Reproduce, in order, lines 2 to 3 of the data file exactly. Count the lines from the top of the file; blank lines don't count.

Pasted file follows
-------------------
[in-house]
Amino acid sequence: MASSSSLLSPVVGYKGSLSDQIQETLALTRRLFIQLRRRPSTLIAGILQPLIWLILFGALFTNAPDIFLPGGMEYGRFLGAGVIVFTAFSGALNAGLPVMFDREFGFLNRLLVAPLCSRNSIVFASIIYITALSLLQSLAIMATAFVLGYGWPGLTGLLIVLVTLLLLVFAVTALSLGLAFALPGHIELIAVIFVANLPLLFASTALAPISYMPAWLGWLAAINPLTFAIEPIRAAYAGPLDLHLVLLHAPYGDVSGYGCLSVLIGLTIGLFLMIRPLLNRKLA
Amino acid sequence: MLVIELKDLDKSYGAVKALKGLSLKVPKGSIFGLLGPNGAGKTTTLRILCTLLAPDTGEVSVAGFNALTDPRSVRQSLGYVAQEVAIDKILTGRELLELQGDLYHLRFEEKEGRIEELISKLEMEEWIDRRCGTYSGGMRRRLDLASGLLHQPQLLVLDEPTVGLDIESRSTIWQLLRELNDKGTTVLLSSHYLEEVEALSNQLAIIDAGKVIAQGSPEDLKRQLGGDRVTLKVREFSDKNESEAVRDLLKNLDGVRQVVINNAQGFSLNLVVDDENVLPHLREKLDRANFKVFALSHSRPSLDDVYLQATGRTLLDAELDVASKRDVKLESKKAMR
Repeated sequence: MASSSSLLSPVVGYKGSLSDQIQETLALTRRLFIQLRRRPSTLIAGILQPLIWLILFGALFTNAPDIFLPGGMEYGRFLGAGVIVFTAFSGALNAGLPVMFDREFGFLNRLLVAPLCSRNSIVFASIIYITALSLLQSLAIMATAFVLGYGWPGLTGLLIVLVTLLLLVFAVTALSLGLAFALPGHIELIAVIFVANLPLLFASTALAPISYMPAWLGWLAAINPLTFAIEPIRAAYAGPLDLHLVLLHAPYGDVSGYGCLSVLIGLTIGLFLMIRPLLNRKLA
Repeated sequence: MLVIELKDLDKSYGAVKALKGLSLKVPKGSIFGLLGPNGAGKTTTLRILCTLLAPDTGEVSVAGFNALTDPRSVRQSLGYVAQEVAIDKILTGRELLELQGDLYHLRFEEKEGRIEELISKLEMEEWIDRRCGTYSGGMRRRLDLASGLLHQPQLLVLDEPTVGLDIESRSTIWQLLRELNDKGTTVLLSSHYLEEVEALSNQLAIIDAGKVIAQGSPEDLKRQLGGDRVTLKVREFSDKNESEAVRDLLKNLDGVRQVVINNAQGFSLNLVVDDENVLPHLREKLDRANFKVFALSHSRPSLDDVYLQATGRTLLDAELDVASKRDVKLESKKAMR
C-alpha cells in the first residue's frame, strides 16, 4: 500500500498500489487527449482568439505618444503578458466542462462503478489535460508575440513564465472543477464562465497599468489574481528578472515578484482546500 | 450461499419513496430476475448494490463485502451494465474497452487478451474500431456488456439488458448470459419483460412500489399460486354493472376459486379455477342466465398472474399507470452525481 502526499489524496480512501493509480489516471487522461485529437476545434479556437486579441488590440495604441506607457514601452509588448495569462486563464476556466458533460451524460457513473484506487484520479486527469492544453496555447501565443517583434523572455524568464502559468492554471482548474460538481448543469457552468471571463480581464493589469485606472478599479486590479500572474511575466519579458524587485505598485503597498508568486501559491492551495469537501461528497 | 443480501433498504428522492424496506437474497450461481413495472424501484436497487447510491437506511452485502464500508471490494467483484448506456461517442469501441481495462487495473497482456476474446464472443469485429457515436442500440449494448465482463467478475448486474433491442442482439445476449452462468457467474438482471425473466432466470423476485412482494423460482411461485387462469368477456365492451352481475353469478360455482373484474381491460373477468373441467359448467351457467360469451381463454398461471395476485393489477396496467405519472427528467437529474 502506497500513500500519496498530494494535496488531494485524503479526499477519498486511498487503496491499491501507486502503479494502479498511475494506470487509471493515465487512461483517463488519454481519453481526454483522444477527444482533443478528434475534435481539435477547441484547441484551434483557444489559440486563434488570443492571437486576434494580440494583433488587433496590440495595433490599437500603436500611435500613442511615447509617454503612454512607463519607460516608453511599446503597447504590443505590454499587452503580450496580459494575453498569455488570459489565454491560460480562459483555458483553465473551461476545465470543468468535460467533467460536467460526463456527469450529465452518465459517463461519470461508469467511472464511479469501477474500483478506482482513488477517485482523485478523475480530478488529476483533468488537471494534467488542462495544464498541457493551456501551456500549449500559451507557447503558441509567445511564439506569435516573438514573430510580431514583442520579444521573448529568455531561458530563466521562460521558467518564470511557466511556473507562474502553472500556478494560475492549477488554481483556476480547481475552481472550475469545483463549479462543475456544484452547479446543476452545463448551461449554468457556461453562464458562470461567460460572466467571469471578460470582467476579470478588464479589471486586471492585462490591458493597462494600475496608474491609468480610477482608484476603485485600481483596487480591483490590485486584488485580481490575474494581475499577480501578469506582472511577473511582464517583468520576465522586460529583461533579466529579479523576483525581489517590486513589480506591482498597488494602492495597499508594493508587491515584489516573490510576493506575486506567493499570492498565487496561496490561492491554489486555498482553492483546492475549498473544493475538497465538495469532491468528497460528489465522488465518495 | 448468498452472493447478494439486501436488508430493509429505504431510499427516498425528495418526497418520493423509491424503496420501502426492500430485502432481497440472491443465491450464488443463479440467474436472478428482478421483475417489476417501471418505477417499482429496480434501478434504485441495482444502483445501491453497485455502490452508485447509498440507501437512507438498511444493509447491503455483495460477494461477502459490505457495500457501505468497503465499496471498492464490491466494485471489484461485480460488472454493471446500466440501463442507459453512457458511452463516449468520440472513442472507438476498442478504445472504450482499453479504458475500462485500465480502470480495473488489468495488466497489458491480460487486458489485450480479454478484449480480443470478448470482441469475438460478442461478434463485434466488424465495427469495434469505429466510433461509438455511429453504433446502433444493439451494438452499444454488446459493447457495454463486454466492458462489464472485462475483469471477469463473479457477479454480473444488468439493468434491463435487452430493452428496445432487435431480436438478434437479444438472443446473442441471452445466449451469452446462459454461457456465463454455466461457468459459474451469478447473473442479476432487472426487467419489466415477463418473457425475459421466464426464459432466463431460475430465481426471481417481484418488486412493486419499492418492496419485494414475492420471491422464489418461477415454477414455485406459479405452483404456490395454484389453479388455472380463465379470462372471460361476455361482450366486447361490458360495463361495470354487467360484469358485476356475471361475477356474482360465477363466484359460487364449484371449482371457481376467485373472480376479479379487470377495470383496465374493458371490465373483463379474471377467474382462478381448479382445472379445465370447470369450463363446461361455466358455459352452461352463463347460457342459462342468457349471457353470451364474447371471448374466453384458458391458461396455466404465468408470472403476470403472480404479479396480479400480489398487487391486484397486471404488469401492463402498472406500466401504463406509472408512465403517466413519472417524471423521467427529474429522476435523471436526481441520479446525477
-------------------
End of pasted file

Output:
Amino acid sequence: MASSSSLLSPVVGYKGSLSDQIQETLALTRRLFIQLRRRPSTLIAGILQPLIWLILFGALFTNAPDIFLPGGMEYGRFLGAGVIVFTAFSGALNAGLPVMFDREFGFLNRLLVAPLCSRNSIVFASIIYITALSLLQSLAIMATAFVLGYGWPGLTGLLIVLVTLLLLVFAVTALSLGLAFALPGHIELIAVIFVANLPLLFASTALAPISYMPAWLGWLAAINPLTFAIEPIRAAYAGPLDLHLVLLHAPYGDVSGYGCLSVLIGLTIGLFLMIRPLLNRKLA
Amino acid sequence: MLVIELKDLDKSYGAVKALKGLSLKVPKGSIFGLLGPNGAGKTTTLRILCTLLAPDTGEVSVAGFNALTDPRSVRQSLGYVAQEVAIDKILTGRELLELQGDLYHLRFEEKEGRIEELISKLEMEEWIDRRCGTYSGGMRRRLDLASGLLHQPQLLVLDEPTVGLDIESRSTIWQLLRELNDKGTTVLLSSHYLEEVEALSNQLAIIDAGKVIAQGSPEDLKRQLGGDRVTLKVREFSDKNESEAVRDLLKNLDGVRQVVINNAQGFSLNLVVDDENVLPHLREKLDRANFKVFALSHSRPSLDDVYLQATGRTLLDAELDVASKRDVKLESKKAMR